Guan Eng urges Tuan Ibrahim to convene Malaysia’s own climate conference after US snub

Lim Guan Eng criticised Datuk Seri Tuan Ibrahim Tuan Man for claiming that Malaysia was not included in the Leaders' Summit on Climate because the country is not climate-vulnerable nor a big contributor to greenhouse gases (GHG), calling this unacceptable and dishonest. — Picture by Sayuti Zainudin
Lim Guan Eng criticised Datuk Seri Tuan Ibrahim Tuan Man for claiming that Malaysia was not included in the Leaders' Summit on Climate because the country is not climate-vulnerable nor a big contributor to greenhouse gases (GHG), calling this unacceptable and dishonest. — Picture by Sayuti Zainudin

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KUALA LUMPUR, April 8 — Former finance minister Lim Guan Eng has urged Environment and Water Minister Datuk Seri Tuan Ibrahim Tuan Man to convene a National Climate Change Conference for ideas to restore Malaysia’s activism and leadership on climate change.

He criticised the Kubang Kerian MP for claiming that Malaysia was not included in the Leaders' Summit on Climate in the United States on April 22 and 23 because the country is not climate-vulnerable nor a big contributor to greenhouse gases (GHG), calling this unacceptable and dishonest.

“Tuan Ibrahim has shown himself to be inadequate to the task of providing the required leadership and expertise on climate change action. His explanation on why Malaysia was not invited has shown him to be no different from former US president Donald Trump’s lack of knowledge and enthusiasm for climate change activism,” Lim said in a statement.

The Bagan MP further claimed that Tuan Ibrahim's argument made no sense when Singapore was invited despite its proximity to Malaysia, meaning it also should not come under either of the categories of GHG production or being climate-vulnerable.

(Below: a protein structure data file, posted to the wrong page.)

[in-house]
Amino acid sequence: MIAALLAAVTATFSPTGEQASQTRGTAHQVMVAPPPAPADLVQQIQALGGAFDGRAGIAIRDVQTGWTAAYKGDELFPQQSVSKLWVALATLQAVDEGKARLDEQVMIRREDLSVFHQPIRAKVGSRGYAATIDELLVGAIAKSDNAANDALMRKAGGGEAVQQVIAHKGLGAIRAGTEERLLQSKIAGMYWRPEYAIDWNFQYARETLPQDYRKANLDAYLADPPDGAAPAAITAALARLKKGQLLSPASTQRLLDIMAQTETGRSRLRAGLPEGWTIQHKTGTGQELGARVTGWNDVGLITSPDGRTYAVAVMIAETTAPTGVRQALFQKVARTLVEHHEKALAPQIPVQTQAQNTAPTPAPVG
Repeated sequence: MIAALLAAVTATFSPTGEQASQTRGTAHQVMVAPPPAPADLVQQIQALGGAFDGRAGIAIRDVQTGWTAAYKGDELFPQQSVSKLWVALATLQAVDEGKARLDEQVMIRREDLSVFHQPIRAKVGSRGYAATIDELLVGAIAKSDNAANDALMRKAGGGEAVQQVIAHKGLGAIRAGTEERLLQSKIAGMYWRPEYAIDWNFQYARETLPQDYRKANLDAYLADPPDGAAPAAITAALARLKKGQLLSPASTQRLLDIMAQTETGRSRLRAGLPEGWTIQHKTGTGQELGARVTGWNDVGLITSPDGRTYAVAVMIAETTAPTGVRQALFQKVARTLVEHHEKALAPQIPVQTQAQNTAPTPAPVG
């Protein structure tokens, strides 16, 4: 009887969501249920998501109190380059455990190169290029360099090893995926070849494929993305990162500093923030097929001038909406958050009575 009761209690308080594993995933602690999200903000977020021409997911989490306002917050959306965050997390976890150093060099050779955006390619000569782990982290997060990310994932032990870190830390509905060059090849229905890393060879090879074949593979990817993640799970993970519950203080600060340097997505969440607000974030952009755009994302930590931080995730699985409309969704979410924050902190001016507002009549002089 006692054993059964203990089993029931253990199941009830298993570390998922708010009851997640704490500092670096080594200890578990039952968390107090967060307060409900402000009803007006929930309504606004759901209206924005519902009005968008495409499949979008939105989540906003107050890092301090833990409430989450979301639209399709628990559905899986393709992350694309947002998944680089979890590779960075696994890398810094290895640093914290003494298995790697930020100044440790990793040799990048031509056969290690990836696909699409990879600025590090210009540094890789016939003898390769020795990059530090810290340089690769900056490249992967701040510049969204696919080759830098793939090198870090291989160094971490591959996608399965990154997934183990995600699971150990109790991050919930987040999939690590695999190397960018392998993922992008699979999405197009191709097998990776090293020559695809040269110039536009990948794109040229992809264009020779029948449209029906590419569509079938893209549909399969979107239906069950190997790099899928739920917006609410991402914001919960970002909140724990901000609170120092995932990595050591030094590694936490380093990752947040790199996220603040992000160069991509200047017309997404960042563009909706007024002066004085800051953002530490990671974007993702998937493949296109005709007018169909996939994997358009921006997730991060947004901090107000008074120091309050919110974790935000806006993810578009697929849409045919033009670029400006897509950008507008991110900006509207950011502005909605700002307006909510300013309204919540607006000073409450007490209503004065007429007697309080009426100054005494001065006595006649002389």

“In truth, all countries are climate-vulnerable, only the degree that they have contributed towards promoting climate change action in their region, is the differentiating factor.

“Clearly Malaysia is not seen as a strategic environmental partner on climate change action by the US, inferior even to Vietnam, despite slowly becoming a favoured dumping ground for US' so-called 'clean' plastic waste,” he said.

Lim said that rather than being in a state of denial by this snub from the US, Tuan Ibrahim should instead react responsibly and positively by seeking assistance on how to restore Malaysia’s previous leadership on climate change activism.

“There is an economic cost to failing to treat climate change seriously. A study by a group of UK universities including Cambridge University, has predicted that 63 countries, including Malaysia, could see their sovereign credit ratings cut because of climate change by 2030.

“The survey went further by predicting that the hardest hit countries such as China, Chile, Malaysia, and Mexico could see six notches of downgrades by the end of the century,” he said.

In a statement yesterday, Tuan Ibrahim said the US conference's main objective is to encourage large economies which collectively contribute 80 per cent of the world's greenhouse gases, and to limit global warming to 1.5°C.

He added the summit is a one-off event, and will not affect negotiations and resolutions under the United Nations Framework Convention on Climate Change.

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